Urban Dictionary Phased Out By Parent Company, To Be Replaced By Rural Thesaurus

Clara Wheeler, Southern Bell

You’ve heard of Urban Dictionary, but now it’s time to get ready for the newest trend in making the vernacular accessible to all – Rural Thesaurus. Rural Thesaurus offers thousands of new synonyms for our provincial pals to expand their vocabulary and for city folk to communicate better with them country folk. We here at the Wire have chosen a few of our favorites to share with you all.

Shindig (noun) hootenanny, shindy, floor-tickler, party-popper, barn-basher, tractor-smasher, hay-crasher, skippin’ chores the next day, draining the moonshine. The origin of this word came from back when Ma Myrtle killed her prized hog, buried its shin bones somewhere behind her house, and offered a prize to whoever could find them. The whole town showed up and there was such fancy steppin’ and getting three sheets to the wind that Ma Myrtle had to bust out her reserve bottles of apple scumble.

Cattywampus (adjective), helter-skelter, like a june bug in July, off-kilter ‘til supper, like a preacher in Satan’s bum hole, snickersneed up the Christmas tree, hunky dory for taint and glory. Cattywampus originated from when little Louella (you know, Jeb’s girl) had a cat with an infected cut, and wouldn’t you know it, that cat done got lost in the marsh. Don’t you fret your head over it though, they found that pussy pussy, and soon got it cleaned up and sorted out real nice.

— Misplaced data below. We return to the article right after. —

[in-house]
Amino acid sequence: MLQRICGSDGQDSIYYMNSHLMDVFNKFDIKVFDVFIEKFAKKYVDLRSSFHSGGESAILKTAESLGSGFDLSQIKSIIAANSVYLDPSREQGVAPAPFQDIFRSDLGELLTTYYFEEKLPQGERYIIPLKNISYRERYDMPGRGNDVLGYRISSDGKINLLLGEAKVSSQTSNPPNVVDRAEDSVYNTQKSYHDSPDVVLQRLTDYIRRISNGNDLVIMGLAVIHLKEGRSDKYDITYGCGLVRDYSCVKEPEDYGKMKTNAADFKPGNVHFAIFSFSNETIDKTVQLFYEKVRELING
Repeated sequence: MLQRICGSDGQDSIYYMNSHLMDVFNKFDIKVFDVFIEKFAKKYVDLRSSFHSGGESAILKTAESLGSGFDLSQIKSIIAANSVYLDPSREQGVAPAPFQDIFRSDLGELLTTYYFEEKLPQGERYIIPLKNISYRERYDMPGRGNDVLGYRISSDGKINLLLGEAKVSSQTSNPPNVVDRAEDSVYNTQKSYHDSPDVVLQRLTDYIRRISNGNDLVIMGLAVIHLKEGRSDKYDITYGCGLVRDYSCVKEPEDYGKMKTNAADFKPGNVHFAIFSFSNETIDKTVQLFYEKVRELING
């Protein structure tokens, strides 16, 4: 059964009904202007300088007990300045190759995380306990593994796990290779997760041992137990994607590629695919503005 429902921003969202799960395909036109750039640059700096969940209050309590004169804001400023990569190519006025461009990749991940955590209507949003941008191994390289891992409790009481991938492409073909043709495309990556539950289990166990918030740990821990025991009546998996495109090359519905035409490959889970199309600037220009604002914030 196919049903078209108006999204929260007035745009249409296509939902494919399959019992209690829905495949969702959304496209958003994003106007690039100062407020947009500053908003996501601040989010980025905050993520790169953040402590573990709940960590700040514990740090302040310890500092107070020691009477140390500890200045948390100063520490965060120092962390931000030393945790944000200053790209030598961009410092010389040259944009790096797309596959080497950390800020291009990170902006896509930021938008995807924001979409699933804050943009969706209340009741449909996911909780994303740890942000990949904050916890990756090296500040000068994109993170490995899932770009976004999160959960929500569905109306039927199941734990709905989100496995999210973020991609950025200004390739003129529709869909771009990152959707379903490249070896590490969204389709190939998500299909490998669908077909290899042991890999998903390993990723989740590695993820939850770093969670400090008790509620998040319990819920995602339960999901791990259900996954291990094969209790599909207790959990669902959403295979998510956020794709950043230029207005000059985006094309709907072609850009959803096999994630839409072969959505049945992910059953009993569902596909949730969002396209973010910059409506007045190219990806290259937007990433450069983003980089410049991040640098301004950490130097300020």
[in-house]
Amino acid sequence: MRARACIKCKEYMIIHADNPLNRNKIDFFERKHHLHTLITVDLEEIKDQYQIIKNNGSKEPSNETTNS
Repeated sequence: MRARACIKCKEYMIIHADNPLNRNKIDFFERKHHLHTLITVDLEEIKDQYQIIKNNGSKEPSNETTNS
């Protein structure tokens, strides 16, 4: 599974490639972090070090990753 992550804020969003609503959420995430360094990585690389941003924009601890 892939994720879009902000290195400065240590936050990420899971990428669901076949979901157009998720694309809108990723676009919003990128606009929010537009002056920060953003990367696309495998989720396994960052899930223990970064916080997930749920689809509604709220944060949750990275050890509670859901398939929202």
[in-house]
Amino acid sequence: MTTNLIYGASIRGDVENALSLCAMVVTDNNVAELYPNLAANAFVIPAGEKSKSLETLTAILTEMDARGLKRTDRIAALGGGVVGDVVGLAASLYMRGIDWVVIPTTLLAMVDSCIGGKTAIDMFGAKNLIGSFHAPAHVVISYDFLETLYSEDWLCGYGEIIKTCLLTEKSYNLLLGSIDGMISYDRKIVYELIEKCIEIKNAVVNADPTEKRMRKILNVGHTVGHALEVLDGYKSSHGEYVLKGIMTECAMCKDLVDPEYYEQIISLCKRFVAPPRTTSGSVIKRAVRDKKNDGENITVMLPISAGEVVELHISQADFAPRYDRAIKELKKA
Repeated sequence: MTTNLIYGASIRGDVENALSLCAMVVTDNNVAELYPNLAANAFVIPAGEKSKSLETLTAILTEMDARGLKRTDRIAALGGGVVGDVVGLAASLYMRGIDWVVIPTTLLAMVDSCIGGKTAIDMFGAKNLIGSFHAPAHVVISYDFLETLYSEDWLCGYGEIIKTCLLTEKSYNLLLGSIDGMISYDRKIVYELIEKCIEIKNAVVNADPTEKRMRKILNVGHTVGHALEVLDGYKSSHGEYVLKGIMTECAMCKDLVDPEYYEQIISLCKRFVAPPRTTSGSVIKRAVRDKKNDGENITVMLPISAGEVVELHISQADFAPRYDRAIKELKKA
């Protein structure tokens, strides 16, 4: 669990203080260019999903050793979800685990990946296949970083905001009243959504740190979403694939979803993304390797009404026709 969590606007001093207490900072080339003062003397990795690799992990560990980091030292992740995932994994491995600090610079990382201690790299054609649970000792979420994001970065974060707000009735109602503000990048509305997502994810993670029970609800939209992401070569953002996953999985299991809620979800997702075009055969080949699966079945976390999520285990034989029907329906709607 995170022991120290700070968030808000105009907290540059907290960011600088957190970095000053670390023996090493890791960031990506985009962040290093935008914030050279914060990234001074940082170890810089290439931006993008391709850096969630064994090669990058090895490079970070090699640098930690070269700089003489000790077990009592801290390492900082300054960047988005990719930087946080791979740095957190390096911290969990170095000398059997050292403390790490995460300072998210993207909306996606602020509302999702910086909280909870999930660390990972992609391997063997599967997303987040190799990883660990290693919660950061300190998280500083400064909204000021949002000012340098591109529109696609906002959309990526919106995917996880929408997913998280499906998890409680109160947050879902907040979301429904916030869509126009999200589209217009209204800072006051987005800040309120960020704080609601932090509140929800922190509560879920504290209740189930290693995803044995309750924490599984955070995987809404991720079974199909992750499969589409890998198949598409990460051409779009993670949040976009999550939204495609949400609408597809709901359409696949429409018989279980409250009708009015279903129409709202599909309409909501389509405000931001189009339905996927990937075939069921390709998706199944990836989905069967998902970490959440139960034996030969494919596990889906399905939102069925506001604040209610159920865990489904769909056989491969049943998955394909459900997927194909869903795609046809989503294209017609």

Grab a root (verb) snag a tuber, tear off a sugar neck, skedaddle out ‘til high noon, preach to the sun, reckon fit for a varmint, herd crawdads like a snake in September, gussy up and slap your granny. The origin of the phrase “grabbing a root” is unknown, but it has more uses than it doesn’t.

With Rural Thesaurus, now you too can communicate with people outside of cities! So put on your clod-hoppers, jump on the back of a horse-drawn pickup truck, and zest yourself on over to gramma’s barn!